Let me tell you, card swiping is super convenient in Korea!

▶︎ Most places, more likely than not, allows credit/debit card use
▶︎ Most of those places also don't require a minimum purchase or charge extra fees for card use
▶︎ MAKE SURE!! The card you use DOES NOT have a foreign transaction fee
▷▷ If it does, know what it is and swipe wisely

▶︎ Call your card or ask a representative at a branch to have them call and let the bank know that you will be using the card out of your home city/country
▷▷ Avoid a frozen account

If you do need more won/cash while in Korea there are a few options:

▶︎ Have your home currency with you?
▷▷The friends we met at YISS had good experiences exchanging their currency in Myeongdong and Jongno

▶︎ Don't have any more cash of any kind?
▷▷ATMs are pretty much everrywhere
▷▷Be careful of your bank fees
▷▷There are more Citi bank locations than Chase (if that is of help to anyone)

Korean Won front
Korean Won back
How pretty is the Korean won?! Granted, we did get new bills. But still, they were so colorful and vibrant in color. It is hard to tell in my photos but the bills actually increase in size in correlation to their denomination. That was hard for me to get used to but it's a neat concept. If you exchange money anywhere, I would recommend to just get mostly the smaller bills (1,000-10,000 won). I found that most place will look at you "funny" when you use the 50,000 won.

There was a pretty big hiccup along the way that almost hindered/stopped our trip but luckily things worked out in the end! Otherwise, I wouldn't have such lovely stories to share soon. ^^
Anyways...Get ready!! I'm committed to starting and finishing this series.

I may also do a few more detailed posts on tips but we'll see!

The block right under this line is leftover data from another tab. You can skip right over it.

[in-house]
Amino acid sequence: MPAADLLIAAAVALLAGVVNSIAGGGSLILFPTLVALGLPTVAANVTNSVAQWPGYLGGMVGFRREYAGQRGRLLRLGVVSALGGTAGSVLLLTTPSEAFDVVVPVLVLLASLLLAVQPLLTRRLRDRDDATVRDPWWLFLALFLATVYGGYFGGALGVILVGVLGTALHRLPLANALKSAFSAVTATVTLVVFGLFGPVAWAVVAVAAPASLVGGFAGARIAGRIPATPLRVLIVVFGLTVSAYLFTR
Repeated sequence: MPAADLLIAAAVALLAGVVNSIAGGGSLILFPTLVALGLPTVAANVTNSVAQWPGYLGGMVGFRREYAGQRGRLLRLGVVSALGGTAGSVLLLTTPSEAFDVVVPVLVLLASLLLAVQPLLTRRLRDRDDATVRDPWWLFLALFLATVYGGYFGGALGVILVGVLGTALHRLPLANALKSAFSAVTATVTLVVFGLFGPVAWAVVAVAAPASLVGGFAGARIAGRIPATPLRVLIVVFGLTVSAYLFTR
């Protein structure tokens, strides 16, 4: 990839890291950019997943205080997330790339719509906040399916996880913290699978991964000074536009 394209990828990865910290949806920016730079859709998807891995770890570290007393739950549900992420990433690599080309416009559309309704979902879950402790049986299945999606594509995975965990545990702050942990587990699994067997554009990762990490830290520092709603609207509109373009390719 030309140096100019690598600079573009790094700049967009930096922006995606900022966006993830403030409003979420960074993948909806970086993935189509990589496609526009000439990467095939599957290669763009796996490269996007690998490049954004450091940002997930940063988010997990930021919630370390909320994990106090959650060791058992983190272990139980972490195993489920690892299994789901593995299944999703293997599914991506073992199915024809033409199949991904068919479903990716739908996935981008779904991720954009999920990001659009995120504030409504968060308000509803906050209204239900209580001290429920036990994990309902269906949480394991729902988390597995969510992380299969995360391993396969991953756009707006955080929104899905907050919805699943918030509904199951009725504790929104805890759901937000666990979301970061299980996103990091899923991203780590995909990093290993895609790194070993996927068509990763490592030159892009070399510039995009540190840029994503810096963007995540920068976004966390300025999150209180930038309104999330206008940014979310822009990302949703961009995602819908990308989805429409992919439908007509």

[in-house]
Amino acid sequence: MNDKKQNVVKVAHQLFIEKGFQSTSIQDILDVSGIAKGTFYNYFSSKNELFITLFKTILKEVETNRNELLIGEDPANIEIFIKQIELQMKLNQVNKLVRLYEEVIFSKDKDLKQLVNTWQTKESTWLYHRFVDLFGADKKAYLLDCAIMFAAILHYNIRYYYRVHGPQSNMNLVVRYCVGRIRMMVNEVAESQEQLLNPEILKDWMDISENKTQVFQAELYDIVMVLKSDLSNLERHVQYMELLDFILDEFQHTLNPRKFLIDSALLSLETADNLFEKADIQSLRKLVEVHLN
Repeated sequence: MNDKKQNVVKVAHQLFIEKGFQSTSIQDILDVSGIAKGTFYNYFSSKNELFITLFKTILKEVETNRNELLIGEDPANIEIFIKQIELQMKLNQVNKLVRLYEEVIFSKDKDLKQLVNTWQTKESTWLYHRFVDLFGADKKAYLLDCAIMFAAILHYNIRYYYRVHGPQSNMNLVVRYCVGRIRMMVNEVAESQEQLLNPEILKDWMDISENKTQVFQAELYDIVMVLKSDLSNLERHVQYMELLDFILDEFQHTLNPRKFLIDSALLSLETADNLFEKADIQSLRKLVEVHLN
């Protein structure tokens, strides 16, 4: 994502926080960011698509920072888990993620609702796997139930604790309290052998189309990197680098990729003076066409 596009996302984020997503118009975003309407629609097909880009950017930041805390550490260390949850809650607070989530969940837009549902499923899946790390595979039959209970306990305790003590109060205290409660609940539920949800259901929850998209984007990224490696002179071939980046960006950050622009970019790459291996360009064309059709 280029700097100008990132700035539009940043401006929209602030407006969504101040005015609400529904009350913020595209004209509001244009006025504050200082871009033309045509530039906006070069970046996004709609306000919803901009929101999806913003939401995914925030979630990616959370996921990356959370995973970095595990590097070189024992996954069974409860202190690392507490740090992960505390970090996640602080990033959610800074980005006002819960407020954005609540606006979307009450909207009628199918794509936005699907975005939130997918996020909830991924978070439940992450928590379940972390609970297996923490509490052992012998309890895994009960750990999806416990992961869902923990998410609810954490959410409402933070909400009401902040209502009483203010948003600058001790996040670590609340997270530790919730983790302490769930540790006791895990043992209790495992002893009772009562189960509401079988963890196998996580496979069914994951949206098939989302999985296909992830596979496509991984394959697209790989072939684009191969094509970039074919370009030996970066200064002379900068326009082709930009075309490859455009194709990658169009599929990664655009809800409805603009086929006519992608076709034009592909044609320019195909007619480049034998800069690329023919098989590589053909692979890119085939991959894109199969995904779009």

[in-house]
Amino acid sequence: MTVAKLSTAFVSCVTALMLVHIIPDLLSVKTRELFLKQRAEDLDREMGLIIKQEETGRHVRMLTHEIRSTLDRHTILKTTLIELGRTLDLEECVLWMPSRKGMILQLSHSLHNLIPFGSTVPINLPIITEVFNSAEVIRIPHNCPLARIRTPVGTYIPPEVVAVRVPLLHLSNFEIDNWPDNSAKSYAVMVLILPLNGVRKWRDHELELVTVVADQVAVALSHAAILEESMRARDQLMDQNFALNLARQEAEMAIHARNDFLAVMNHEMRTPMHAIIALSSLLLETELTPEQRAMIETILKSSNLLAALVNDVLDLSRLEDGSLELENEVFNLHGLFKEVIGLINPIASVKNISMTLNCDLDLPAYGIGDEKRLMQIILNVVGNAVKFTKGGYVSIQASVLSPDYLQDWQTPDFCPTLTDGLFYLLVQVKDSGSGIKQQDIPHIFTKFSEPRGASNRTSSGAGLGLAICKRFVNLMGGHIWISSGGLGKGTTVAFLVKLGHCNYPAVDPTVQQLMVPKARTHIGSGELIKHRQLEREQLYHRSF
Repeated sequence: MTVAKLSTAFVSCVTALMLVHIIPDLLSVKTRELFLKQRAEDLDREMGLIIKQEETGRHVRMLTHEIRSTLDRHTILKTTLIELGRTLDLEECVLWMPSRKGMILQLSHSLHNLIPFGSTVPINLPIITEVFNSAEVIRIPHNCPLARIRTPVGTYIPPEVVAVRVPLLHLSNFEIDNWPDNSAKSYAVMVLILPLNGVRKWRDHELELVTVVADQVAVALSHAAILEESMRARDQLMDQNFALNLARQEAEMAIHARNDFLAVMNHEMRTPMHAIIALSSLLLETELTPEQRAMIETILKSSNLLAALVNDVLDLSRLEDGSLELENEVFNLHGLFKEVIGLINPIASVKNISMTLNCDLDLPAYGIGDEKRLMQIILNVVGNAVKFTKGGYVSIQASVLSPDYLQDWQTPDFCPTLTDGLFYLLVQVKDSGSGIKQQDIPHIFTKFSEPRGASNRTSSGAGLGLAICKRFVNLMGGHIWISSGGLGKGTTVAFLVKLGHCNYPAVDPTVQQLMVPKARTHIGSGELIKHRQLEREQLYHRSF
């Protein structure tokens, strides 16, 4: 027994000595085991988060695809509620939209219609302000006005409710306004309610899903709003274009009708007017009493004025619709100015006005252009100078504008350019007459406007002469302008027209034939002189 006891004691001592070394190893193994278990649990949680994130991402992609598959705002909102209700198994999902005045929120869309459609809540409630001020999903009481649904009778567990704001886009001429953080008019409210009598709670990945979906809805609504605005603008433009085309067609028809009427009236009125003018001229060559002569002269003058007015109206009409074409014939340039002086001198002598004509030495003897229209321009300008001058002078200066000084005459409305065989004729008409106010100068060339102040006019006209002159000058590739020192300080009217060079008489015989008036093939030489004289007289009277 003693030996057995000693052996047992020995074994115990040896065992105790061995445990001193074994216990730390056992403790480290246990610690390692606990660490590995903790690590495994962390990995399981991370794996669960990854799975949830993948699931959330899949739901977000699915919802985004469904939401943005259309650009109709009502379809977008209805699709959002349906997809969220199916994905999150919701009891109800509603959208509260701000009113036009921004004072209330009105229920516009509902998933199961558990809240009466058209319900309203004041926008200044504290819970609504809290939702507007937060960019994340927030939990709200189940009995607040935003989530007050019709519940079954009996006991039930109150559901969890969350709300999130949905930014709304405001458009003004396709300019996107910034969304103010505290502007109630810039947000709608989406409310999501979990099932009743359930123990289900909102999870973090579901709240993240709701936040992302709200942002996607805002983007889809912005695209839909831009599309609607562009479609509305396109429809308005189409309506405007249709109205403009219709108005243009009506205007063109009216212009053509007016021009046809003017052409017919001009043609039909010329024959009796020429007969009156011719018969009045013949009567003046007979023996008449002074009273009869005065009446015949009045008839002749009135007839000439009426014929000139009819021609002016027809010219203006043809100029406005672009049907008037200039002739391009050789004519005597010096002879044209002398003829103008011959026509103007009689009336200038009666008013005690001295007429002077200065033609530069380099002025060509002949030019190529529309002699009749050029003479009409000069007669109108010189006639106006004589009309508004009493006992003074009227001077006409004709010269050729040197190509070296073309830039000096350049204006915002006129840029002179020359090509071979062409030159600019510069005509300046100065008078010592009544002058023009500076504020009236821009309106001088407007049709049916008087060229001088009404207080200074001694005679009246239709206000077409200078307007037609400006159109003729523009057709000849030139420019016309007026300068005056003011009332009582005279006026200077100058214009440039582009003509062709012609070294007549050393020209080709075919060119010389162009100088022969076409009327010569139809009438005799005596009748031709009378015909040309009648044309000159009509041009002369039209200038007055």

KSIP

(Super side story about something that did not work out.)

Although I was really psyched about the trip, the idea of using the "precious" summer of my Junior year in college for something non-internship related burned in the back of my head. When I saw that Yonsei had an internship program during the summer (Korea Summer Internship Program - KSIP), I was really interested in applying. They had positions at a wide range of firms in many fields. But for my major/interests, in particular, there were Korean advertising/marketing agencies, start-up tech companies, entertainment companies, etc.

But...there were quite a few problems that came up when applying:
▶︎No one at my school, who studied at YISS, applied for this and go in before
▷▷Needed additional paperwork and approvals in order to get transferable credit

▶︎Trying to get my major department's approval for said potential credit transfer was pain
▷▷In the end, the answer was more or less "We have no idea what it is you're talking about, so no."

▶︎Finding others' experiences in KSIP in the past years via the interwebs was unfruitful
▶︎I had no/limited work or internship experience to give me an edge
▶︎I have heard that some people got accepted via connections (home school departments, personal, etc.)

Ultimately, I didn't get an intern position but that was alright. I would have been happy either way, honestly! I felt good that at least I (kind of) did try to get some work experience in, even if it never worked out. Bestie C and I did meet with a fellow student from our school who was going to YISS and received an internship offer. Plus while in Korea, we met a two new friends who also had research internships with KSIP. It isn't impossible to get in but it would be safe to say that the Korean companies' standards are quite high and competition for the limited spots (1-3 per company) is pretty tough. If you plan on applying, I wish you the best of luck!